By Dale Dougherty DESIGNGets
ARDUINO’S MASSIMO BANZI on INTERACTION DESIGN
Arduino is Italian. It was co-created by Massimo Banzi,
at Interaction Ivrea, a design school in northern Italy, as
a tool for designers to create interactive experiences.
In March, I spent several days with
Massimo, first at a makers conference in
Rome and then in and around Turin, where the
Arduino is made. We started at the FabLab
in Turin, which had previously been part of a
large Fiat factory, now vacant. Then we drove
out to a countryside area where the early personal computer maker, Olivetti, once thrived.
After the computer maker closed its
doors, descendants of Olivetti set up shop to
manufacture the Arduino (the microcontroller
that has captivated the maker world), which
explains why there’s a small industry in the
Piedmont region with all the machinery needed to make printed circuit boards (PCBs).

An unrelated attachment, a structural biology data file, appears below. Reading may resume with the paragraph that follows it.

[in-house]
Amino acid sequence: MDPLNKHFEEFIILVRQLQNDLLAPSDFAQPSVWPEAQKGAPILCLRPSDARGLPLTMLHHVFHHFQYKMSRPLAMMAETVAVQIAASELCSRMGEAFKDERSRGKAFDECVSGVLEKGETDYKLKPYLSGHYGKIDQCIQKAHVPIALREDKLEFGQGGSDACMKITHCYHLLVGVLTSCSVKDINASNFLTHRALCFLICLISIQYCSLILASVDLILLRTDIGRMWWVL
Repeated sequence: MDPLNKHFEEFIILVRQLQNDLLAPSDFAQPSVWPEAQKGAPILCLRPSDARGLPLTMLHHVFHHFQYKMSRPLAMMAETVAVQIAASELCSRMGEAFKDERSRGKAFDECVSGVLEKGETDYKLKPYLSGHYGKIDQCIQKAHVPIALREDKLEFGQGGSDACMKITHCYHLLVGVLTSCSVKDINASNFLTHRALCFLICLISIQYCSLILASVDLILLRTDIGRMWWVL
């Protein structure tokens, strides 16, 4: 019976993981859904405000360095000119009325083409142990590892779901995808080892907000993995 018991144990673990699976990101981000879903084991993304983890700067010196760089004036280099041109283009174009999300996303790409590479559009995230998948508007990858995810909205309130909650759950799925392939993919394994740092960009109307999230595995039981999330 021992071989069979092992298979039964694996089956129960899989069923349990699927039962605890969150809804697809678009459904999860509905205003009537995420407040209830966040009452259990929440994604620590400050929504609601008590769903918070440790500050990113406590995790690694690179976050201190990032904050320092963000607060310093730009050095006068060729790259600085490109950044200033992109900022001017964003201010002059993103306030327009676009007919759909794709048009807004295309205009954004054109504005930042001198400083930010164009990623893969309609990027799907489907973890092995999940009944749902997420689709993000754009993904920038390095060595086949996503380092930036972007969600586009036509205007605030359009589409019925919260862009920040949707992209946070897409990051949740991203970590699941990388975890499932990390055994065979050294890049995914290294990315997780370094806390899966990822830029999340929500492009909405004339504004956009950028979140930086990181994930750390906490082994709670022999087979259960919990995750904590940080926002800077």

On the drive to the factory, I sat in the back
of a Fiat and asked Massimo about interaction
design, the Arduino, and design for makers.
Dale Dougherty: What is good design?
What can makers learn to make them
Massimo Banzi: In design there are different
fields, and like art, there are different movements. If you look at the design of Apple products, that design descends directly from the
Bauhaus and their minimalistic, clean shapes
that emphasized rationalism. You see it later in
the work of Dieter Rams, a German designer,
and Rams’ influence on Jonathan Ive (Apple’s
senior V.P. of industrial design) and Steve Jobs.
Good design is about using the minimal
amount of stuff that you need. Also, if something is visually simple, it encourages people
to use it.
DD: What about the intuitive sense
MB: Design can be used to make an object
desirable. You can make an object so that
others are attracted to it. You might say it’s
beautiful, that it’s striking a chord in you, that
you want to have this thing.
57 Follow us @make